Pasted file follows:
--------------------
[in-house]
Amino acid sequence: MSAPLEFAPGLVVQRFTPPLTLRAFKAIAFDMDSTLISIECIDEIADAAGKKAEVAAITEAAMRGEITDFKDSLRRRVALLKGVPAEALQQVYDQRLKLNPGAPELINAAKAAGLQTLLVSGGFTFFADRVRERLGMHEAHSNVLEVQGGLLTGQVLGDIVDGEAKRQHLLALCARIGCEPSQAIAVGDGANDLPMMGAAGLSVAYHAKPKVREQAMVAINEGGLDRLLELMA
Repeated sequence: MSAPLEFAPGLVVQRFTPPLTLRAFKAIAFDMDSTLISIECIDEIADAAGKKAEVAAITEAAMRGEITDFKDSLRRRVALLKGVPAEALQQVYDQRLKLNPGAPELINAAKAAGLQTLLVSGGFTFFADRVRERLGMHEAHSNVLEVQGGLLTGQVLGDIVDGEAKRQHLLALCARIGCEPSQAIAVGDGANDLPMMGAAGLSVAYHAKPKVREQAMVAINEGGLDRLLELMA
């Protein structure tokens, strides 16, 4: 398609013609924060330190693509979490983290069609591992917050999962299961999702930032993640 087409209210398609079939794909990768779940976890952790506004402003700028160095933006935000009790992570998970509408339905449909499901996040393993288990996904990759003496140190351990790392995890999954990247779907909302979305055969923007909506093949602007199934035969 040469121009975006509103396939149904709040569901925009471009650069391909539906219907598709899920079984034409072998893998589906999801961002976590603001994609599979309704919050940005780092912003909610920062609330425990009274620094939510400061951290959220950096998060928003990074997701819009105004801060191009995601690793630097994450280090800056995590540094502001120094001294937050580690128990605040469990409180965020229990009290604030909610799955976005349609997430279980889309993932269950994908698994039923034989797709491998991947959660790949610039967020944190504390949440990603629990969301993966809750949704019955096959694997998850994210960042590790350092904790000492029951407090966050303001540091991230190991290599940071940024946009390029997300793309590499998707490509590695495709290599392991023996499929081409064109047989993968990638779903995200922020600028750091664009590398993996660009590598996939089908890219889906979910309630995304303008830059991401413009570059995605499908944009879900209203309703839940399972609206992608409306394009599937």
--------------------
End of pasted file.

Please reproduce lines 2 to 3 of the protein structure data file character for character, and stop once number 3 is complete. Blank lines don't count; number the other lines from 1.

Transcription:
Amino acid sequence: MSAPLEFAPGLVVQRFTPPLTLRAFKAIAFDMDSTLISIECIDEIADAAGKKAEVAAITEAAMRGEITDFKDSLRRRVALLKGVPAEALQQVYDQRLKLNPGAPELINAAKAAGLQTLLVSGGFTFFADRVRERLGMHEAHSNVLEVQGGLLTGQVLGDIVDGEAKRQHLLALCARIGCEPSQAIAVGDGANDLPMMGAAGLSVAYHAKPKVREQAMVAINEGGLDRLLELMA
Repeated sequence: MSAPLEFAPGLVVQRFTPPLTLRAFKAIAFDMDSTLISIECIDEIADAAGKKAEVAAITEAAMRGEITDFKDSLRRRVALLKGVPAEALQQVYDQRLKLNPGAPELINAAKAAGLQTLLVSGGFTFFADRVRERLGMHEAHSNVLEVQGGLLTGQVLGDIVDGEAKRQHLLALCARIGCEPSQAIAVGDGANDLPMMGAAGLSVAYHAKPKVREQAMVAINEGGLDRLLELMA